As I work hard to finish Selling Dreams, my fourteenth novel, which will be published in December, my thoughts go to my readers, especially those who have been so supportive and encouraging. It’s mainly because of them that I have upped my writing speed and work harder than ever to produce a book every five to six months. It’s their enthusiasm in many e-mails and Facebook messages that spurred me to produce yet another title, this time with a different setting. It’s not because of them that I write. But they are the reason I try harder.

I write because I love writing, the thought process and the magic of creating new characters, setting the story in places I have been and loved. This new one, which I plan to follow up with two more books, turning it into a new series, is set in the south of France, where I have spent so many holidays and shorter breaks. It’s magic at any time of the year and I want  to take my readers there on an imaginary journey. As I write, I’m there myself and the story is beginning to shape up in surprising ways. Strange that you start off with one story in your head, but always end up with quite a different one as the characters take on their own lives and do things you hadn’t planned at all. That’s the magic of writing.

When you’ve finished the book and get out of the writing trance, you begin to look at the next step: publishing and marketing. Of course I write mainly for the love of it but what is a story without readers? Hard working writers do actually want some kind of rewards for their hard work. And hard work it is. I spend an average of four hours a day just writing. Marketing and publicity take another hour or so on top of that. Revising, rewriting, editing, formatting, cover design comes next once you’ve finished a book. AND… the (insert bad word) blurb! That’s nearly harder than writing the whole book. You try to put the gist of a 300+ page book into a few sentences that will sell it to new readers. An impossible task  that makes you want to scream. Then you’re off again on a new book, which has to be ready five months later because readers want the next one very soon.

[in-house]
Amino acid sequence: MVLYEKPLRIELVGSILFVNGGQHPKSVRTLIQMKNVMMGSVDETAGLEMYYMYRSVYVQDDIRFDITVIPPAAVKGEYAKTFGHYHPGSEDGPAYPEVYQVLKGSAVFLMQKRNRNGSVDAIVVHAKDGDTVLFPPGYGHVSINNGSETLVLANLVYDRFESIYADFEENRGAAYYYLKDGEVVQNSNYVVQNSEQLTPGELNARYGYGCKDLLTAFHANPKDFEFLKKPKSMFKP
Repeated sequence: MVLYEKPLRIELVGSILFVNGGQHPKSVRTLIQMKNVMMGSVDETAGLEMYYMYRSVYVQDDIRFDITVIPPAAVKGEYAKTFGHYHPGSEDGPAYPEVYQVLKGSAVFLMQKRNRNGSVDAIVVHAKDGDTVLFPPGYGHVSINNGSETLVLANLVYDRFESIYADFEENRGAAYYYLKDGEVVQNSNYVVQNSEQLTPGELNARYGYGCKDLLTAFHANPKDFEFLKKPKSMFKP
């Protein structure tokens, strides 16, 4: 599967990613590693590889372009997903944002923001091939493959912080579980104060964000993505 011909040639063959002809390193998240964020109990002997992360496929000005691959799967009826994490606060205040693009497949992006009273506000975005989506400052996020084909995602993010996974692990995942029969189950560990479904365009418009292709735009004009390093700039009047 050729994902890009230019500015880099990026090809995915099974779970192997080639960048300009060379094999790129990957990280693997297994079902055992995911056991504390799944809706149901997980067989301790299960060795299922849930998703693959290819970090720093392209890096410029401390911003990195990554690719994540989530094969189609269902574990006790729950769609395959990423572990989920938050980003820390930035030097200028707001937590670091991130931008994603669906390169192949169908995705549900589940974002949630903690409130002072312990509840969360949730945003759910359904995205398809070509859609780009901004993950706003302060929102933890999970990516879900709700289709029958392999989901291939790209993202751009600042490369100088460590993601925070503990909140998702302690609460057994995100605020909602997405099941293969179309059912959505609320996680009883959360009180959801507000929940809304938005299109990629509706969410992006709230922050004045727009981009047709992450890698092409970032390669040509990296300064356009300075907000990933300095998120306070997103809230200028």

But enough about the hardworking writer. I’m now turning to readers. Yes, my readers have been amazingly supportive and kind. Yes, they have posted wonderful reviews and often talk to me on Facebook and Twitter and Google+ and all those other venues on the Internet. I love that. It’s one of the best things about self-publishing, apart from being my own boss and making all the decisions myself. But here is my message:

TO MY READERS

If you want your favourite author to keep writing, you have to help them sell their books.

How can you help them? By spreading the word. By creating that powerful ‘word of mouth’ that authors need for books to sell. It is that magic ‘thing’ that keeps books selling and keep writers writing. No writer writes ONLY for themselves, even if the love of writing helps create great books. I hope I never lose that love, but writing will turn into a very lonely occupation with no readers.